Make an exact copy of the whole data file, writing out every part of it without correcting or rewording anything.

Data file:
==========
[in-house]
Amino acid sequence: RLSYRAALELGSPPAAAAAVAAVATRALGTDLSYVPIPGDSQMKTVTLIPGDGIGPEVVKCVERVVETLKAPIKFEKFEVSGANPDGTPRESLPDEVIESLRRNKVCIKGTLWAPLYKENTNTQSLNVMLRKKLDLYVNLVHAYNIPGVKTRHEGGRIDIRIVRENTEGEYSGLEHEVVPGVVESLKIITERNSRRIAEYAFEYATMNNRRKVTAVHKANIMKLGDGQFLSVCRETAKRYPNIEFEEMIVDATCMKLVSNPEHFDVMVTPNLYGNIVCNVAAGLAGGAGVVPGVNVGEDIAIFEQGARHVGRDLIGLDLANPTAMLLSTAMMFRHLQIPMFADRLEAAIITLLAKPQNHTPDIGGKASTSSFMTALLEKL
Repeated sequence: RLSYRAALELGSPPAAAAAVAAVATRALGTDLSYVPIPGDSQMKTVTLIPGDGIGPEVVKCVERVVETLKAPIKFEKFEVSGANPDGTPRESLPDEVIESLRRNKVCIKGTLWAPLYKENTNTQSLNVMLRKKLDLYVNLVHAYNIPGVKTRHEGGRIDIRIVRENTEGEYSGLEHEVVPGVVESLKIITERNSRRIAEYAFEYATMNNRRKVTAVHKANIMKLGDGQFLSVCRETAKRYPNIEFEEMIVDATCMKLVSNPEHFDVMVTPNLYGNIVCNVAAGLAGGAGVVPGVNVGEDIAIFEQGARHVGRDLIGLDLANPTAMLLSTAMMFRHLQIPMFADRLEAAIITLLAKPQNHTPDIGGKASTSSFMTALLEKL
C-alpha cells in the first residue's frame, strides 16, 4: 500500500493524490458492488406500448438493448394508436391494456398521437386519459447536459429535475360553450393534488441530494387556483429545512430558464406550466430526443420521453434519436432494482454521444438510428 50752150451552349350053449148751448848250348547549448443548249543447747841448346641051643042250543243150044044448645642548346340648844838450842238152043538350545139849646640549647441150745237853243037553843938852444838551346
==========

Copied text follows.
[in-house]
Amino acid sequence: RLSYRAALELGSPPAAAAAVAAVATRALGTDLSYVPIPGDSQMKTVTLIPGDGIGPEVVKCVERVVETLKAPIKFEKFEVSGANPDGTPRESLPDEVIESLRRNKVCIKGTLWAPLYKENTNTQSLNVMLRKKLDLYVNLVHAYNIPGVKTRHEGGRIDIRIVRENTEGEYSGLEHEVVPGVVESLKIITERNSRRIAEYAFEYATMNNRRKVTAVHKANIMKLGDGQFLSVCRETAKRYPNIEFEEMIVDATCMKLVSNPEHFDVMVTPNLYGNIVCNVAAGLAGGAGVVPGVNVGEDIAIFEQGARHVGRDLIGLDLANPTAMLLSTAMMFRHLQIPMFADRLEAAIITLLAKPQNHTPDIGGKASTSSFMTALLEKL
Repeated sequence: RLSYRAALELGSPPAAAAAVAAVATRALGTDLSYVPIPGDSQMKTVTLIPGDGIGPEVVKCVERVVETLKAPIKFEKFEVSGANPDGTPRESLPDEVIESLRRNKVCIKGTLWAPLYKENTNTQSLNVMLRKKLDLYVNLVHAYNIPGVKTRHEGGRIDIRIVRENTEGEYSGLEHEVVPGVVESLKIITERNSRRIAEYAFEYATMNNRRKVTAVHKANIMKLGDGQFLSVCRETAKRYPNIEFEEMIVDATCMKLVSNPEHFDVMVTPNLYGNIVCNVAAGLAGGAGVVPGVNVGEDIAIFEQGARHVGRDLIGLDLANPTAMLLSTAMMFRHLQIPMFADRLEAAIITLLAKPQNHTPDIGGKASTSSFMTALLEKL
C-alpha cells in the first residue's frame, strides 16, 4: 500500500493524490458492488406500448438493448394508436391494456398521437386519459447536459429535475360553450393534488441530494387556483429545512430558464406550466430526443420521453434519436432494482454521444438510428 50752150451552349350053449148751448848250348547549448443548249543447747841448346641051643042250543243150044044448645642548346340648844838450842238152043538350545139849646640549647441150745237853243037553843938852444838551346